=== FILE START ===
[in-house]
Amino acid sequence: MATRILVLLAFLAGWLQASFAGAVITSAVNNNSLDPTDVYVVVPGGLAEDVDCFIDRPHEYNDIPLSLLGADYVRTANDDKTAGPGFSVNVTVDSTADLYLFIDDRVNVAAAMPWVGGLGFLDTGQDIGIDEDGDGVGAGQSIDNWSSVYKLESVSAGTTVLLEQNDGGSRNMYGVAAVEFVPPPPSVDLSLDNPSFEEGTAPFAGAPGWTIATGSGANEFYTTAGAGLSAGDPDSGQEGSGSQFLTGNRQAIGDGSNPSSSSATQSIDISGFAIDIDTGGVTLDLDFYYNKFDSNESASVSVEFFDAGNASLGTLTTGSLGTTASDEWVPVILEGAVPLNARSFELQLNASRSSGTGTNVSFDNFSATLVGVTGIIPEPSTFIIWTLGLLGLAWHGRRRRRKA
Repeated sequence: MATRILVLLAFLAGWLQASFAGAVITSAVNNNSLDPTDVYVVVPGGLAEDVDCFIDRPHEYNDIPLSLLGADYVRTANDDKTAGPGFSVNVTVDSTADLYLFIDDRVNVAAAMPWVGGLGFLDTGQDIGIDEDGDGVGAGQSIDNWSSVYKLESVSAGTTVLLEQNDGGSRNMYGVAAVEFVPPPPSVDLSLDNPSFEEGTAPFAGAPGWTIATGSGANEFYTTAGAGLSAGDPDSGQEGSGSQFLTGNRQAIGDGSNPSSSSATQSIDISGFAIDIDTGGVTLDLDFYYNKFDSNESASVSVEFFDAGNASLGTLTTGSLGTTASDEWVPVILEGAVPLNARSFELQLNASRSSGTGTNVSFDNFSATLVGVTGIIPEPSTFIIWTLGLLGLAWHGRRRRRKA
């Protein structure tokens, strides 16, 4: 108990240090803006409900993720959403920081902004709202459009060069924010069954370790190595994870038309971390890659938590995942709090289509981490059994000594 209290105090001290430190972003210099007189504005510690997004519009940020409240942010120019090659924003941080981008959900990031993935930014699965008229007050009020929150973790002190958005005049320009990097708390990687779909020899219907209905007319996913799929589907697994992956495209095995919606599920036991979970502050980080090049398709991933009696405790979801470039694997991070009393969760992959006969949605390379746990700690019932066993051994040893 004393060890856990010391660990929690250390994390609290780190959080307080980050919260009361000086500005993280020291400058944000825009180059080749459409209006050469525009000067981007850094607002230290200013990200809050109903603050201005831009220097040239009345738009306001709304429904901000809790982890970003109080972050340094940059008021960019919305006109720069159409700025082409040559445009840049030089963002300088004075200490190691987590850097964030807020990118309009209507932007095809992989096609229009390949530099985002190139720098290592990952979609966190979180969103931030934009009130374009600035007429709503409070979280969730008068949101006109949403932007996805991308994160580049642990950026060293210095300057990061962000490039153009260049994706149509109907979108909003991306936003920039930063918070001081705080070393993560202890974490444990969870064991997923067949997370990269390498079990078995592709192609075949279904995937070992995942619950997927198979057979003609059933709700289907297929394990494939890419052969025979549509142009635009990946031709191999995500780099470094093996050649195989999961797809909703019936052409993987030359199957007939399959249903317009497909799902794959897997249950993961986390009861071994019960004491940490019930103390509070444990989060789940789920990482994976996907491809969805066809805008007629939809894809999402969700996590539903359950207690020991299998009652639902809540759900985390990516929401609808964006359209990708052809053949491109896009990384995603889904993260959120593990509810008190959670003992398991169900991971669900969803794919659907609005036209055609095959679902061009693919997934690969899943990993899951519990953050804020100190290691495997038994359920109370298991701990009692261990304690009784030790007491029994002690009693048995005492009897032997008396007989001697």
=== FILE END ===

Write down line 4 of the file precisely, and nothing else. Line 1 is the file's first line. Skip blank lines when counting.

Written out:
């Protein structure tokens, strides 16, 4: 108990240090803006409900993720959403920081902004709202459009060069924010069954370790190595994870038309971390890659938590995942709090289509981490059994000594 209290105090001290430190972003210099007189504005510690997004519009940020409240942010120019090659924003941080981008959900990031993935930014699965008229007050009020929150973790002190958005005049320009990097708390990687779909020899219907209905007319996913799929589907697994992956495209095995919606599920036991979970502050980080090049398709991933009696405790979801470039694997991070009393969760992959006969949605390379746990700690019932066993051994040893 004393060890856990010391660990929690250390994390609290780190959080307080980050919260009361000086500005993280020291400058944000825009180059080749459409209006050469525009000067981007850094607002230290200013990200809050109903603050201005831009220097040239009345738009306001709304429904901000809790982890970003109080972050340094940059008021960019919305006109720069159409700025082409040559445009840049030089963002300088004075200490190691987590850097964030807020990118309009209507932007095809992989096609229009390949530099985002190139720098290592990952979609966190979180969103931030934009009130374009600035007429709503409070979280969730008068949101006109949403932007996805991308994160580049642990950026060293210095300057990061962000490039153009260049994706149509109907979108909003991306936003920039930063918070001081705080070393993560202890974490444990969870064991997923067949997370990269390498079990078995592709192609075949279904995937070992995942619950997927198979057979003609059933709700289907297929394990494939890419052969025979549509142009635009990946031709191999995500780099470094093996050649195989999961797809909703019936052409993987030359199957007939399959249903317009497909799902794959897997249950993961986390009861071994019960004491940490019930103390509070444990989060789940789920990482994976996907491809969805066809805008007629939809894809999402969700996590539903359950207690020991299998009652639902809540759900985390990516929401609808964006359209990708052809053949491109896009990384995603889904993260959120593990509810008190959670003992398991169900991971669900969803794919659907609005036209055609095959679902061009693919997934690969899943990993899951519990953050804020100190290691495997038994359920109370298991701990009692261990304690009784030790007491029994002690009693048995005492009897032997008396007989001697």